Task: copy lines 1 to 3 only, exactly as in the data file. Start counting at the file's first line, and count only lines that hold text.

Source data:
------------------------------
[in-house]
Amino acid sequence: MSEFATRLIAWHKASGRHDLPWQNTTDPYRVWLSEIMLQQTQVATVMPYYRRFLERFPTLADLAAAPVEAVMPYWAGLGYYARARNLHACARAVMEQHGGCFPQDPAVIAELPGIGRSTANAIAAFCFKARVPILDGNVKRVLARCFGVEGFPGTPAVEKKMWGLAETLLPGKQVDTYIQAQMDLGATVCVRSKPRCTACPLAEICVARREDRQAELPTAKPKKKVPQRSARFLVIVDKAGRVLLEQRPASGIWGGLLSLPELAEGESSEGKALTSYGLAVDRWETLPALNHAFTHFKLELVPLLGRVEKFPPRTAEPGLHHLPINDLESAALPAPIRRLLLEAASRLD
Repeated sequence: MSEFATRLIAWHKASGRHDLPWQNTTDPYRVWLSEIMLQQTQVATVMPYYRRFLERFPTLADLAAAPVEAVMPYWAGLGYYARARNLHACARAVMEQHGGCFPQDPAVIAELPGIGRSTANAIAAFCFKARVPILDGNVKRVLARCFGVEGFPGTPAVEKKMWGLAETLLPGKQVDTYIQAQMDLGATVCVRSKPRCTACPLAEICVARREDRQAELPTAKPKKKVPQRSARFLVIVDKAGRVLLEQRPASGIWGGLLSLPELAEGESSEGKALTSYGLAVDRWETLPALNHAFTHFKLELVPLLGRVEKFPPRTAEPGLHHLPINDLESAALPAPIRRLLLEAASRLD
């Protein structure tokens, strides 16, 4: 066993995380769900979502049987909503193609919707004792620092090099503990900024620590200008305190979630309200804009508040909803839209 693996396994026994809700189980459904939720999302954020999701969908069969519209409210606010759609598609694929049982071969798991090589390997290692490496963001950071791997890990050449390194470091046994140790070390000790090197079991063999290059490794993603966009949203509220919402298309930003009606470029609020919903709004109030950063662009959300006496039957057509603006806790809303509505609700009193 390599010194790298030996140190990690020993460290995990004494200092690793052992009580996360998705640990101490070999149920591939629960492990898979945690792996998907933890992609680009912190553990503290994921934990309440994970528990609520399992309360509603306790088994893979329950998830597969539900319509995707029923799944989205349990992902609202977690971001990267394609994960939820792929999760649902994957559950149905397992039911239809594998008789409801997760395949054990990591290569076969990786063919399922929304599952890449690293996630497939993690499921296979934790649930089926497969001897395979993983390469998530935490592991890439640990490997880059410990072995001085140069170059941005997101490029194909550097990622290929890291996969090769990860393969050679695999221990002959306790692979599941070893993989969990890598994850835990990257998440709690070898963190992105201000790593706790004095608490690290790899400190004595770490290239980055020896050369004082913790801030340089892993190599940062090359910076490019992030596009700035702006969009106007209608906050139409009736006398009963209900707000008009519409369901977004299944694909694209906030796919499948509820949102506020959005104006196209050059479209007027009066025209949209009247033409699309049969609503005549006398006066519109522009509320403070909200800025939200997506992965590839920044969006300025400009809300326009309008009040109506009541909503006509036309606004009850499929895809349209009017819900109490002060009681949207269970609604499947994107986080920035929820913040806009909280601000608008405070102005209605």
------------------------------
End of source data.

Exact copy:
[in-house]
Amino acid sequence: MSEFATRLIAWHKASGRHDLPWQNTTDPYRVWLSEIMLQQTQVATVMPYYRRFLERFPTLADLAAAPVEAVMPYWAGLGYYARARNLHACARAVMEQHGGCFPQDPAVIAELPGIGRSTANAIAAFCFKARVPILDGNVKRVLARCFGVEGFPGTPAVEKKMWGLAETLLPGKQVDTYIQAQMDLGATVCVRSKPRCTACPLAEICVARREDRQAELPTAKPKKKVPQRSARFLVIVDKAGRVLLEQRPASGIWGGLLSLPELAEGESSEGKALTSYGLAVDRWETLPALNHAFTHFKLELVPLLGRVEKFPPRTAEPGLHHLPINDLESAALPAPIRRLLLEAASRLD
Repeated sequence: MSEFATRLIAWHKASGRHDLPWQNTTDPYRVWLSEIMLQQTQVATVMPYYRRFLERFPTLADLAAAPVEAVMPYWAGLGYYARARNLHACARAVMEQHGGCFPQDPAVIAELPGIGRSTANAIAAFCFKARVPILDGNVKRVLARCFGVEGFPGTPAVEKKMWGLAETLLPGKQVDTYIQAQMDLGATVCVRSKPRCTACPLAEICVARREDRQAELPTAKPKKKVPQRSARFLVIVDKAGRVLLEQRPASGIWGGLLSLPELAEGESSEGKALTSYGLAVDRWETLPALNHAFTHFKLELVPLLGRVEKFPPRTAEPGLHHLPINDLESAALPAPIRRLLLEAASRLD